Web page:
Bush Kept On Plame Leakers Despite Promises

The New York Daily News quotes George Bush as promising that any staffer proven to have leaked CIA officer Valerie Plame’s identity “would no longer be in this administration.” They note that Bush hasn’t fired anyone even though Libby’s trial showed that at last ten others had leaked Plame’s name:

Vice President Cheney
When Libby reminded his boss the vice president that he learned about Plame from him, Cheney tilted his head quizzically and said, “From me?”

Karl Rove
Bush’s top political mastermind told reporters Robert Novak and Matt Cooper about Plame.

Richard Armitage
The former deputy secretary of state gossiped about Plame to Novak, and marveled to Watergate icon Bob Woodward, “How about that?”

Ari Fleischer
Bush’s former spokesman got immunity before admitting he told reporters John Dickerson and David Gregory about Plame. Reporter Walter Pincus said Fleischer told him about her, too.

Dan Bartlett
Fleischer claimed Bush’s counselor blurted out to him on Air Force One in July 2003 that Plame “worked at the CIA.”

Robert Grenier
The top CIA official overseeing Iraq operations got nervous over Libby’s pestering and later “felt guilty” about telling Cheney’s chief of staff about Plame.

Bill Harlow
The CIA spokesman told Cheney flack Cathie Martin.

Cathie Martin
She told Cheney and Libby about Plame.

Marc Grossman
The No. 3 at the State Department also told Libby about Plame.

Craig Schmall
Cheney’s CIA daily briefer discussed Plame with Libby.

It sure looks like you can’t trust George Bush to keep his word, and you can’t trust Republicans to keep a secret regarding our national security.

Hillary Clinton Opens Blog, Plays it Safe

Hillary Clinton’s blog has opened. Clinton is unlikely to face the controversy faced by John Edwards with the hiring of Amanda Marcotte and Melissa McEwan. Clinton previously hired Peter Daou for her outreach to the blogosphere, and the blog is being written by Crystal Patterson, who previously ran Ted Kennedy’s blog. Unfortunately being out spoken is expected in the blogosphere, but a different style is needed by those representing public officials.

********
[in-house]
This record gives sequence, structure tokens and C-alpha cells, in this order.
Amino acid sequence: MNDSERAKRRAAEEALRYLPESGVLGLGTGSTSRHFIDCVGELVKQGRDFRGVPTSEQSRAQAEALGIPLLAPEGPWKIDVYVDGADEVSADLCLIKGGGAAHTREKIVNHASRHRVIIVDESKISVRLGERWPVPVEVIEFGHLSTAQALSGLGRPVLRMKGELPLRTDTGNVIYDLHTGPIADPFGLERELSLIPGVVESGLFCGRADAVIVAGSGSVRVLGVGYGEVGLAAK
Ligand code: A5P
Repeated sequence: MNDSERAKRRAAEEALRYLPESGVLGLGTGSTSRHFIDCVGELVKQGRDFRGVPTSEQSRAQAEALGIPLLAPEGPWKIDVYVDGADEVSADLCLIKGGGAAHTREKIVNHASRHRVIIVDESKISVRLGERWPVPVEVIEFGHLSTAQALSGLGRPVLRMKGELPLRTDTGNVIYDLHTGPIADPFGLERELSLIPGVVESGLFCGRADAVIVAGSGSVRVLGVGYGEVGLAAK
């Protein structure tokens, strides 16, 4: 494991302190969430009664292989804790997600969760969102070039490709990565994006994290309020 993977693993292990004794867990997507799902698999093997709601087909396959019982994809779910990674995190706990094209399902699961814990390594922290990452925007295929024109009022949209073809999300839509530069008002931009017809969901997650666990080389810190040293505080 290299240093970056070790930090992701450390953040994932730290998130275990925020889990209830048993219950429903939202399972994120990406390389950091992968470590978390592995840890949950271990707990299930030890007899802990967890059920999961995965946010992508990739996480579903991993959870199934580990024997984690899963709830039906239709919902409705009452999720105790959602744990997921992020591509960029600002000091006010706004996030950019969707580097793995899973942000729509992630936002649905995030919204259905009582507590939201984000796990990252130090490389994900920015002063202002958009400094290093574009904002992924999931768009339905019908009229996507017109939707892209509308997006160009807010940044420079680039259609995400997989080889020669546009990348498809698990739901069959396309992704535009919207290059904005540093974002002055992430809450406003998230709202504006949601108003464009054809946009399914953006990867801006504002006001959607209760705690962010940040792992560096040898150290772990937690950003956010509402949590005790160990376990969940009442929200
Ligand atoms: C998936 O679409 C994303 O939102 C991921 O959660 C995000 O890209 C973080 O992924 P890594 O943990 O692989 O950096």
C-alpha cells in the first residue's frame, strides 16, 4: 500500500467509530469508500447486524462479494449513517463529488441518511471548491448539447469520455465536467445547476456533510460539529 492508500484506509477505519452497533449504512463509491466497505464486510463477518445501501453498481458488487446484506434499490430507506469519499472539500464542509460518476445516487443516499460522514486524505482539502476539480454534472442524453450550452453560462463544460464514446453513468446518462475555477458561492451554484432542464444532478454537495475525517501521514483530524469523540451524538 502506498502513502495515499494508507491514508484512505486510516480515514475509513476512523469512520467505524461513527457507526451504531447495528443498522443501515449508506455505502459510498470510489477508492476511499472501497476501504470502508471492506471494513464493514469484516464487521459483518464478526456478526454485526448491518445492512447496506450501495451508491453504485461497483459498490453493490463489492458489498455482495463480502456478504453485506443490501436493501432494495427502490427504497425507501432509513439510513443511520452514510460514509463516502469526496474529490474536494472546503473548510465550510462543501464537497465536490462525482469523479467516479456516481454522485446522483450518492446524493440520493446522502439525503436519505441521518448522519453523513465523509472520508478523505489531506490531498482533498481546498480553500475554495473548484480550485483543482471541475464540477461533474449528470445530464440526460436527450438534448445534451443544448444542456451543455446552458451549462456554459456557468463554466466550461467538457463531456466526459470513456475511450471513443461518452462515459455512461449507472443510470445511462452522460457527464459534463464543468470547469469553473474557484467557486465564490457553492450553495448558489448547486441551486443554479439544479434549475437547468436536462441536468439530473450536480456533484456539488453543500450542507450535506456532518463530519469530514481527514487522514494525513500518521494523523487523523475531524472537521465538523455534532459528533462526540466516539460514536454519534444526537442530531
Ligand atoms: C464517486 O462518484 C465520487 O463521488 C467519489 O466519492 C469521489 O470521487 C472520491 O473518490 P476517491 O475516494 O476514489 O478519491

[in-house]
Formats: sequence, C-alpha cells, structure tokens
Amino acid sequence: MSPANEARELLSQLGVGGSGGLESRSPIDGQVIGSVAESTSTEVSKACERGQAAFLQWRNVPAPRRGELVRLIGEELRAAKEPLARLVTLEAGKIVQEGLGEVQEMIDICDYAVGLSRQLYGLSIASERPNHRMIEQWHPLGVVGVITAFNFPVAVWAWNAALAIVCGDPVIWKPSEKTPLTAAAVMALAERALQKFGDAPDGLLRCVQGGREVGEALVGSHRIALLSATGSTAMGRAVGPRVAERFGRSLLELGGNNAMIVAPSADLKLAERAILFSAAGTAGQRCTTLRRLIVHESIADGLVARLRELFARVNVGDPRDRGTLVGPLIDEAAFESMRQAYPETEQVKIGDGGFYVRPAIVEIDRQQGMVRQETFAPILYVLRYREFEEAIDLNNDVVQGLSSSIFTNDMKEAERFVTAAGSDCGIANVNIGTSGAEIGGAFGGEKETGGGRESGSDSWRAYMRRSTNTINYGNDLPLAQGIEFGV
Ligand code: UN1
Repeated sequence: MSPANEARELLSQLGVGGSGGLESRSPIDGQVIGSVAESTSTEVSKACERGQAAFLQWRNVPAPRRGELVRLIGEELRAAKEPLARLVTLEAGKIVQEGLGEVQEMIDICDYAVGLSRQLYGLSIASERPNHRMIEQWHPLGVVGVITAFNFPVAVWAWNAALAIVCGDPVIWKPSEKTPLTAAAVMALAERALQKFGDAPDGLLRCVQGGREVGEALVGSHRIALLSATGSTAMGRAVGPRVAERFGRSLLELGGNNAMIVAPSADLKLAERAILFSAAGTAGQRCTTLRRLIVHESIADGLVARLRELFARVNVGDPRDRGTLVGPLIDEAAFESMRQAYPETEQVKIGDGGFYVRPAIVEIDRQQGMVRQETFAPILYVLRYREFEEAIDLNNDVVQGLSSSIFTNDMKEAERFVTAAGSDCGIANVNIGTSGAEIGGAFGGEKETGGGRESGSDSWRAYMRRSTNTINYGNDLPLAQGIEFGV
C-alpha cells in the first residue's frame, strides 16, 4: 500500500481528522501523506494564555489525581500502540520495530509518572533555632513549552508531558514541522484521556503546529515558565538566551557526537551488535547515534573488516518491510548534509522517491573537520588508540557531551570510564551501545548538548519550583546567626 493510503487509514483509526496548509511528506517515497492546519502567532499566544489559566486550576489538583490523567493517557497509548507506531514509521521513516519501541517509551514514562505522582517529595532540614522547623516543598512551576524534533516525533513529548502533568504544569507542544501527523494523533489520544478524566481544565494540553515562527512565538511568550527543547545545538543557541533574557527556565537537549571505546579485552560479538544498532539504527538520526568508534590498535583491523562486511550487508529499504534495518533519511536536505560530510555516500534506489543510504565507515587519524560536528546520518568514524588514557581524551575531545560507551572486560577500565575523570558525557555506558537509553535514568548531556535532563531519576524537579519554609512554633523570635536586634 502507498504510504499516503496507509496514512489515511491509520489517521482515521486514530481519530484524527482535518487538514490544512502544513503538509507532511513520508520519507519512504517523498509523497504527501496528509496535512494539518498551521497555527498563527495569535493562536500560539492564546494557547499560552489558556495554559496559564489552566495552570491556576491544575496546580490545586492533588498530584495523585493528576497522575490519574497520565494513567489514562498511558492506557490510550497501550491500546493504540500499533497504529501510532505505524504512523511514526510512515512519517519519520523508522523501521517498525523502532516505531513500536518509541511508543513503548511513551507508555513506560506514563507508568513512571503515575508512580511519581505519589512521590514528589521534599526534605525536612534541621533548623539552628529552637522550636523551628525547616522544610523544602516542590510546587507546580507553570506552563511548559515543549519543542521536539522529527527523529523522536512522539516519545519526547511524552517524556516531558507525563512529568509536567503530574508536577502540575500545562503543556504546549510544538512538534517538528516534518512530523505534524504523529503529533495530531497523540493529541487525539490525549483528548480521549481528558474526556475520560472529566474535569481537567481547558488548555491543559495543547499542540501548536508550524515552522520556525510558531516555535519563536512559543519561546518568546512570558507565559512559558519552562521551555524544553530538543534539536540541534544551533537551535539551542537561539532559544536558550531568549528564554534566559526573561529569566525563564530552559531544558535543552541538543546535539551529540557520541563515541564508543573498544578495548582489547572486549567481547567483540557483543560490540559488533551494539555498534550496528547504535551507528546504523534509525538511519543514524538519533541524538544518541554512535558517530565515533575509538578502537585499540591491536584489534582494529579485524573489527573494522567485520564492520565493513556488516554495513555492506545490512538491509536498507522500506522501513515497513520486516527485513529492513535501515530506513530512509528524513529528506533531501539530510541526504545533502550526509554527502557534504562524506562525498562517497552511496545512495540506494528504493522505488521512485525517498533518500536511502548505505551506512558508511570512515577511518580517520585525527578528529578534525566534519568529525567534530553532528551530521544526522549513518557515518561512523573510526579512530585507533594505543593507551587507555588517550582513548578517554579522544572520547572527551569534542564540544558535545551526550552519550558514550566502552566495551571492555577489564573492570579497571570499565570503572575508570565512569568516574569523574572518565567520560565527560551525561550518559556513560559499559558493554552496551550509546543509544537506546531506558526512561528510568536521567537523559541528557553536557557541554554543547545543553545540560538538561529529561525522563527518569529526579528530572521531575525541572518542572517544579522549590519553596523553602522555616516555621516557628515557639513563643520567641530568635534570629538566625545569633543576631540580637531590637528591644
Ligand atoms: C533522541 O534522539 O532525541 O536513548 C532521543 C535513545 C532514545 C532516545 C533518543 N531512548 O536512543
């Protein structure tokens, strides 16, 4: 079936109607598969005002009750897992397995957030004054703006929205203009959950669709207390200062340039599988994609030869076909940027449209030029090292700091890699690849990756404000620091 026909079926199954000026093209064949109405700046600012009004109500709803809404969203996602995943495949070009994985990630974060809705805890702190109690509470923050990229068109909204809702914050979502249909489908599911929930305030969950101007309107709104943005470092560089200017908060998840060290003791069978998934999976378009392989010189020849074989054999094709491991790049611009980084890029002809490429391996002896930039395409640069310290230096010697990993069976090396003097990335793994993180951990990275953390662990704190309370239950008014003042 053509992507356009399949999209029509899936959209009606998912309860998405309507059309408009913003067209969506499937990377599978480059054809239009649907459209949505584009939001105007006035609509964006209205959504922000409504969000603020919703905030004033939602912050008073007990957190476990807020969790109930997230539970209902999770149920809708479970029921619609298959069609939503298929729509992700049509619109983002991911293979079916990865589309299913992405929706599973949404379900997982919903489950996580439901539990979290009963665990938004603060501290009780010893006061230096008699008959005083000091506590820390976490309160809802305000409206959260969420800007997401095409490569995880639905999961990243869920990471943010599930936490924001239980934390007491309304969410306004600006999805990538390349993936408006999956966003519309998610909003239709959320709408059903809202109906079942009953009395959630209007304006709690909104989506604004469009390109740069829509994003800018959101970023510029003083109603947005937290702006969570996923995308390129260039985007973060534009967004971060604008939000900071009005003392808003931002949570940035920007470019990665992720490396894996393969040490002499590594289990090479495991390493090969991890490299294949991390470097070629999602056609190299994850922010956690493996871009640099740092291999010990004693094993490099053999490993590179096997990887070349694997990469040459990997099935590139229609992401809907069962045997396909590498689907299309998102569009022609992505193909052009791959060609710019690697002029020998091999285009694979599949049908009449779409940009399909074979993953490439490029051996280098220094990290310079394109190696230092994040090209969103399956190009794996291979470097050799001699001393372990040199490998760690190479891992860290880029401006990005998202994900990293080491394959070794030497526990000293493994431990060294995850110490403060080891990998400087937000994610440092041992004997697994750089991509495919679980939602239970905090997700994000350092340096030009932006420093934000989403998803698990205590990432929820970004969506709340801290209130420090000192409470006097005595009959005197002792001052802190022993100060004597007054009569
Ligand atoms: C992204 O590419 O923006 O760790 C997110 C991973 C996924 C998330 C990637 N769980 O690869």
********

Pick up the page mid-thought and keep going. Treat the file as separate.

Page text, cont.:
Besides Patterson, the blog is utilizing guest posts by supporters. Considering that the typical entries on a candidate’s blog are not the most notable products of the blogosphere, increasing interest by allowing supporters to have their posts on the main page is a good idea. The goal, after all, is to keep those interested in the campaign coming back and helping to crate buzz for the candidate (and perhaps donate a few bucks).

Hillary’s blog is most like the candidate blogs we became accustomed to in the 2004 race. In contrast, Obama’s blog combines a traditional blog with a My Space clone and Edwards uses every bell and whistle developed in the last few years. While Obama and Edwards offer more at their blogs, sometimes simpler is better. If the goal is to keep supporters hanging around your site, Edwards has the edge. However if the goal is to keep current supporters interested (but perhaps not so busy with the site that they have no time to campaign in other ways), and to also be user-friendly to voters who are not yet familiar with the blogosphere, Hillary’s blog might be the best from the top tier Democratic candidates.

Flip Flopping Becomes Major GOP Problem

In 2004 Republicans attacked John Kerry by claiming he was a flip flopper. Republicans couldn’t run on either their record in office or the issues, so they had to resort to inventing charges such as this.The fact that Kerry has had a consistent stand on the issues didn’t stop them from distorting Kerry’s views to convince some voters both that flip flopping is evil and that Kerry had was a flip flopper.